VMware is a very different company than it was two years ago. Server virtualization has started to become a commodity; VMware has penetrated a majority of Fortune 500 accounts; and the need to diversify beyond server virtualization and cloud computing was evident in 2012 — so much so that VMware doubled down on virtualization.

The bet on virtualization wasn’t exactly what I thought it would be in 2012. VMware spun off its cloud platform business and decided to focus on the data center — more specifically, the software-defined data center (SDDC). As part of this evolution, VMware has announced VMware Integrated OpenStack (VIOS).

VMware has changed

VMware’s SDDC vision would have it in every part of the enterprise data center, from management to storage and networking, in addition to its dominant position in server virtualization. VMware has taken on a new look with a series of moves that appear to reshape the company. These moves include:

  • The introduction of the EVO Hyper-Converged platform;
  • Entrance into network with NSX;
  • The introduction of VSAN, its storage add-on to vSphere;
  • A more relevant desktop strategy with the purchase of AirWatch; and
  • A renewed focus on data center management and automation.

VMware has softened its stance on OpenStack. This is an interesting shift, as the OpenStack platform has been considered a competing platform to VMware’s vRealize. However, the discussion at VMworld 2014 was around how VMware is looking to make vSphere the best platform in which to run an OpenStack infrastructure.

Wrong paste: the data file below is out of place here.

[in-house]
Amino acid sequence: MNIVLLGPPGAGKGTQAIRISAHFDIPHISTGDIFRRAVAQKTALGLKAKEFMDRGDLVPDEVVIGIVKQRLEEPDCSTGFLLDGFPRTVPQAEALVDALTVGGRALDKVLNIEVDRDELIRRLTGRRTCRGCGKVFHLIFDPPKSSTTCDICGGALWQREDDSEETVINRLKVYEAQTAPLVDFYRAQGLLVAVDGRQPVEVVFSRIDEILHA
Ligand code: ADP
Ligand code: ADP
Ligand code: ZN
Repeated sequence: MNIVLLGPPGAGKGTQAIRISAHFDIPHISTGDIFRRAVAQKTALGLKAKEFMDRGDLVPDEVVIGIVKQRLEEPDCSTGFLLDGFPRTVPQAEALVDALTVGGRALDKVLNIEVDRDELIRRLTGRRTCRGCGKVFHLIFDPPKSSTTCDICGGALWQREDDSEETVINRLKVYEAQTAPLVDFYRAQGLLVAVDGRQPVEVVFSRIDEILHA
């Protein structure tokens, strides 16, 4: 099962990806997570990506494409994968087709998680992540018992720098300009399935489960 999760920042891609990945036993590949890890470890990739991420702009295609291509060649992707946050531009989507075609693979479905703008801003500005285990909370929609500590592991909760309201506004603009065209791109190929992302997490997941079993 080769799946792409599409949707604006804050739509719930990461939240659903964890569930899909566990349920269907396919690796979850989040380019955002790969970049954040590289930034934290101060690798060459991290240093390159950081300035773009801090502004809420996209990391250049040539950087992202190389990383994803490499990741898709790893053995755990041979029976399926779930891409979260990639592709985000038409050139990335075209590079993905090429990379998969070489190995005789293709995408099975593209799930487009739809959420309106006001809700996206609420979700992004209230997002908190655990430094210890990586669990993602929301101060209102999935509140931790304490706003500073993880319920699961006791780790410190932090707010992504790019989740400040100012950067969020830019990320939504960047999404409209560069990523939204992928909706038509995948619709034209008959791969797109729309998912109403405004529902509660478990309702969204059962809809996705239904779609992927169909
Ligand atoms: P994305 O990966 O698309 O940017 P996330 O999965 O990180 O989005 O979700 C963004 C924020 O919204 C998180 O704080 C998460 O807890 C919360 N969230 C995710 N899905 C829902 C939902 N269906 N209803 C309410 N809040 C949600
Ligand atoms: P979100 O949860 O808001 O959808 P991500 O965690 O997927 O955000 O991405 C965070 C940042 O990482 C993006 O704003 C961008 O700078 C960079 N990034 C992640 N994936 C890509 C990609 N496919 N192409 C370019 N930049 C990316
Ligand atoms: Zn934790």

VIOS, which is in beta, is a fully VMware supported release of OpenStack — the significance of this cannot be overstated. Prior to VMware’s direct support of OpenStack, it was generally accepted that supporting OpenStack was difficult. At VMworld 2013, Scott Carlson from PayPal discussed the company’s implementation on OpenStack on VMware vSphere. According to Carlson, PayPal had an entire team outside of the vSphere operations team dedicated to supporting OpenStack.

Why now?

VMware has expanded well beyond the server base virtualization and has its sights set on the entire enterprise data center, including the interface between the developers and the infrastructure. OpenStack is positioned as a solution that gives application developers an interface into the data center.

A marketing theme of the VMworld conference is, “VMware &.” So, if an organization prefers the OpenStack interface over VMware’s vRealize, then VMware will look to provide the best platform on which to run OpenStack; this includes deployment and support.


VMware and OpenStack has never really competed directly, because the solutions are aimed at two different types of end users. However, if your organization is considering deploying OpenStack but doesn’t have the deep technical expertise needed to install and support the solution, it might be worth investing some research cycles in VIOS.

Disclaimer: TechRepublic and ZDNet are CBS Interactive properties.